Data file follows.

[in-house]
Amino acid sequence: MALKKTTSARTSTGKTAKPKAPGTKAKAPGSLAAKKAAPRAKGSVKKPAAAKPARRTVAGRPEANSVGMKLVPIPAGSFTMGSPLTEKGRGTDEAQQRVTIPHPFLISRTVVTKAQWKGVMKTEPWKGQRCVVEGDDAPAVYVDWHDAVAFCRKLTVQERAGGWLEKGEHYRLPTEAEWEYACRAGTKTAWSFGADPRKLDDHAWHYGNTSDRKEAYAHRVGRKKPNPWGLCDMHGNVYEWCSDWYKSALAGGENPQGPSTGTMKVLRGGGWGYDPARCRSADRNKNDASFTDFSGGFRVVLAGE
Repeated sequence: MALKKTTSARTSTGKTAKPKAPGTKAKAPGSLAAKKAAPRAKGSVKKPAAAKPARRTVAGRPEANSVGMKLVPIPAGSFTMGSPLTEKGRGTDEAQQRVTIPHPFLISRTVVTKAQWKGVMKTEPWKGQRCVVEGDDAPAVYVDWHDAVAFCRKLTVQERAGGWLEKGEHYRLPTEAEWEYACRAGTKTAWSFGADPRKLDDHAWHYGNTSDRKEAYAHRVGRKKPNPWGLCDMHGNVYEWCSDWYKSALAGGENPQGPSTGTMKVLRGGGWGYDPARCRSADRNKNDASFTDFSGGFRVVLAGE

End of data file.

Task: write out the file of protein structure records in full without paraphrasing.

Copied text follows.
[in-house]
Amino acid sequence: MALKKTTSARTSTGKTAKPKAPGTKAKAPGSLAAKKAAPRAKGSVKKPAAAKPARRTVAGRPEANSVGMKLVPIPAGSFTMGSPLTEKGRGTDEAQQRVTIPHPFLISRTVVTKAQWKGVMKTEPWKGQRCVVEGDDAPAVYVDWHDAVAFCRKLTVQERAGGWLEKGEHYRLPTEAEWEYACRAGTKTAWSFGADPRKLDDHAWHYGNTSDRKEAYAHRVGRKKPNPWGLCDMHGNVYEWCSDWYKSALAGGENPQGPSTGTMKVLRGGGWGYDPARCRSADRNKNDASFTDFSGGFRVVLAGE
Repeated sequence: MALKKTTSARTSTGKTAKPKAPGTKAKAPGSLAAKKAAPRAKGSVKKPAAAKPARRTVAGRPEANSVGMKLVPIPAGSFTMGSPLTEKGRGTDEAQQRVTIPHPFLISRTVVTKAQWKGVMKTEPWKGQRCVVEGDDAPAVYVDWHDAVAFCRKLTVQERAGGWLEKGEHYRLPTEAEWEYACRAGTKTAWSFGADPRKLDDHAWHYGNTSDRKEAYAHRVGRKKPNPWGLCDMHGNVYEWCSDWYKSALAGGENPQGPSTGTMKVLRGGGWGYDPARCRSADRNKNDASFTDFSGGFRVVLAGE